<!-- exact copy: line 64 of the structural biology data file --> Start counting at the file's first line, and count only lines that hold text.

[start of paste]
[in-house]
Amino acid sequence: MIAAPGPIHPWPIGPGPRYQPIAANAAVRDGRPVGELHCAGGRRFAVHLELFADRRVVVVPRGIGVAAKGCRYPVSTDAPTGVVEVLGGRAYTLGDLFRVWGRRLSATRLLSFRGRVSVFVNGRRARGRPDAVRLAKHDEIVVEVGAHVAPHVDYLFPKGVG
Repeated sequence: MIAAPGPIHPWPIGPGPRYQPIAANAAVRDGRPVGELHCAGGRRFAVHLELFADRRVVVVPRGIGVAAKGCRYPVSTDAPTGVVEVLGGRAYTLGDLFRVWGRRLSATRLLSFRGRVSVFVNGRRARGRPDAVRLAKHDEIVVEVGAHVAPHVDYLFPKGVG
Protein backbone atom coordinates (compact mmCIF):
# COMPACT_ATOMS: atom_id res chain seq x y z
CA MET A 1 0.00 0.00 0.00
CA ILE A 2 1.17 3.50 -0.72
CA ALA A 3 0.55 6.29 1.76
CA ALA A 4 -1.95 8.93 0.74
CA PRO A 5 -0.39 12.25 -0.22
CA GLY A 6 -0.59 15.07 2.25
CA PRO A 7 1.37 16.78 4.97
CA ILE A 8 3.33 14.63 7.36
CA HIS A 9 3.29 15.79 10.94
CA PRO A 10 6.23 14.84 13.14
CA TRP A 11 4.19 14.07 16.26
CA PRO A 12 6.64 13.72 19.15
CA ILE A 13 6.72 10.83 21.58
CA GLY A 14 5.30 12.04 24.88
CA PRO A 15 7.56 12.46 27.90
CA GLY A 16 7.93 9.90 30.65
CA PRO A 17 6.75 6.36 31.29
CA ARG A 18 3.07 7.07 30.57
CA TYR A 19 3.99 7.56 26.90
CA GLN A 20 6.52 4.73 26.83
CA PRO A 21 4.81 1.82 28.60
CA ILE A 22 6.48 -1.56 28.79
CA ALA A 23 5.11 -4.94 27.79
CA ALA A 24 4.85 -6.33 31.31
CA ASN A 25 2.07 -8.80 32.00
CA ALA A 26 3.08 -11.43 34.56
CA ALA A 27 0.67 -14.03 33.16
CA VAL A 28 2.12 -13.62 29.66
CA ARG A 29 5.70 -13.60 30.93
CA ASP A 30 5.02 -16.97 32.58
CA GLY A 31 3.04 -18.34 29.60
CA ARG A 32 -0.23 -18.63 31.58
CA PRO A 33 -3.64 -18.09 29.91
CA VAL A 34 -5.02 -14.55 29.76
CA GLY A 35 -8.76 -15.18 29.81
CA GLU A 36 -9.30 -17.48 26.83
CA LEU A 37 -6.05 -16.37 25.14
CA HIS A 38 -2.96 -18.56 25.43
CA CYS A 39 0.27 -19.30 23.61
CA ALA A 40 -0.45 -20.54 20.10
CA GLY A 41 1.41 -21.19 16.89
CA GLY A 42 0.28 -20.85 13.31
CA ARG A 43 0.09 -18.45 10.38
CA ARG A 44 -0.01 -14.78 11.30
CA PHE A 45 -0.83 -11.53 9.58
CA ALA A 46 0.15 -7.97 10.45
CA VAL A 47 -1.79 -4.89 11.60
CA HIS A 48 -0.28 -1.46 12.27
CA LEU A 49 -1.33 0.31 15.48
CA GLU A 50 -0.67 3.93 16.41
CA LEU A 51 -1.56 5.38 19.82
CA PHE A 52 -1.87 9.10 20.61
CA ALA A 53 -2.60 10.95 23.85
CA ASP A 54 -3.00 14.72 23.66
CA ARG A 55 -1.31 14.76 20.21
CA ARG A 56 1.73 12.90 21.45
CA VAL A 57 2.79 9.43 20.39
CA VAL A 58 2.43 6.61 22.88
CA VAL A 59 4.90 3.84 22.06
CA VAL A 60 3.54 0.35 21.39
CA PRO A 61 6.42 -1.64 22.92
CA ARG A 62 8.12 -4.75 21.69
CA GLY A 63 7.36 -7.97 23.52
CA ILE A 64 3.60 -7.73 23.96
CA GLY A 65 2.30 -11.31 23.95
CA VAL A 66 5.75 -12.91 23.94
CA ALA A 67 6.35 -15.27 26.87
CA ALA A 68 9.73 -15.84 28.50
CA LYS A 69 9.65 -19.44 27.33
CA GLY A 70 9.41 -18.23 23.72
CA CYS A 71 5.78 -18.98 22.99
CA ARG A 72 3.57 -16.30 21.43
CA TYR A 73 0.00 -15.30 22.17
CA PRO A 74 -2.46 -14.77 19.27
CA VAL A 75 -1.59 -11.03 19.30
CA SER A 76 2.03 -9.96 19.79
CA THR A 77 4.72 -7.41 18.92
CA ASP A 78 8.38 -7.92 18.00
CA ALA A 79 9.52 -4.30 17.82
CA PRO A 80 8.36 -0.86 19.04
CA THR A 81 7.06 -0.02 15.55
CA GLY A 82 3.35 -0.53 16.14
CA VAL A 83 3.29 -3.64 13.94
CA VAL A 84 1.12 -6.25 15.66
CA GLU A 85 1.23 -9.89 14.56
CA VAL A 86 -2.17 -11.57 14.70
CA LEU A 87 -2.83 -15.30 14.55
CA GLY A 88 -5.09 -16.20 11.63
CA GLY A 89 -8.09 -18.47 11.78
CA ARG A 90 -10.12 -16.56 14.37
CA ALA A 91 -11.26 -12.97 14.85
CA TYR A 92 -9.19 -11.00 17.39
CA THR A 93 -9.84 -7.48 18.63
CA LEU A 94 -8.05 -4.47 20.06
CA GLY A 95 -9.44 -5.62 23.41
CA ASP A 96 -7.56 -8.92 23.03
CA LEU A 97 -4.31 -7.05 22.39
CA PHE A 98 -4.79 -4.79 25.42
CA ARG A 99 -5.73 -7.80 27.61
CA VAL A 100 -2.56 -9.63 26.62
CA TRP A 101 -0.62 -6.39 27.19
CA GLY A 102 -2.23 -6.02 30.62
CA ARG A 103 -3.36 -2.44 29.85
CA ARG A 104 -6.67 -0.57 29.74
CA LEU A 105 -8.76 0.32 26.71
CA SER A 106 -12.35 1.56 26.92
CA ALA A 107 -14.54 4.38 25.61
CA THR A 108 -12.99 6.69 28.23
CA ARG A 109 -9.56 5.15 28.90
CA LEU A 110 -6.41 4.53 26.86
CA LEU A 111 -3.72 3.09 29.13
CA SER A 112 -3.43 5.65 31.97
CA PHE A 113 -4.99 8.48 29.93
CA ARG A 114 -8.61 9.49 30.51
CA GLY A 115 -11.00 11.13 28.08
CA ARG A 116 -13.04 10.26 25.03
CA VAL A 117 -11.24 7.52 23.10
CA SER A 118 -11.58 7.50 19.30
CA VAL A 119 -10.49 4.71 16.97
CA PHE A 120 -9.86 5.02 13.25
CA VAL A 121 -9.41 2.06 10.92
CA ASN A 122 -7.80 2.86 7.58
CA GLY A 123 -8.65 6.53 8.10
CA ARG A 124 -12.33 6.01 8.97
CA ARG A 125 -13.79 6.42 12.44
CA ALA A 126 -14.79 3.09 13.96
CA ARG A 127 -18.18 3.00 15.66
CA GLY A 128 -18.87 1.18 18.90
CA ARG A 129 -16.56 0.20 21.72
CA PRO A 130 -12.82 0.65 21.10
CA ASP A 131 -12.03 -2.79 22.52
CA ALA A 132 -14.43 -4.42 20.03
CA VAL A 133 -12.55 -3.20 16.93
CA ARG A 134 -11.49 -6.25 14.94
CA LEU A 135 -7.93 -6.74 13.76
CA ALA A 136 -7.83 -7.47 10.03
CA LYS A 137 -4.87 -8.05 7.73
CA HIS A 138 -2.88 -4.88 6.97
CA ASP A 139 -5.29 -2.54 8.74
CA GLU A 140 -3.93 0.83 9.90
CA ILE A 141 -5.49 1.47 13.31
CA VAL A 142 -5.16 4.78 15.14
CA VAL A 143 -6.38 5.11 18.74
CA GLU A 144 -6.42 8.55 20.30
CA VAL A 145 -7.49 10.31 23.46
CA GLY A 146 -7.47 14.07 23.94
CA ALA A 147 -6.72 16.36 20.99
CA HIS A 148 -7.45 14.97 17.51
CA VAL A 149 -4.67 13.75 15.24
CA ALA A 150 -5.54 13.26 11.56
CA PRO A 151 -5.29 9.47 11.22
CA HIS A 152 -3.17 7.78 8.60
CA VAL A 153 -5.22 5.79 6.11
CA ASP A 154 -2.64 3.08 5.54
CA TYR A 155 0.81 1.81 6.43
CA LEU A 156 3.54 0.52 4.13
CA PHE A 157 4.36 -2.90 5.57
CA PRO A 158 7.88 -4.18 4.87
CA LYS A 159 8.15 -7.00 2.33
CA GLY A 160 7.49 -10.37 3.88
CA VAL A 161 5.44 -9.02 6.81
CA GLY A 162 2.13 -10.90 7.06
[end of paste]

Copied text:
CA VAL A 59 4.90 3.84 22.06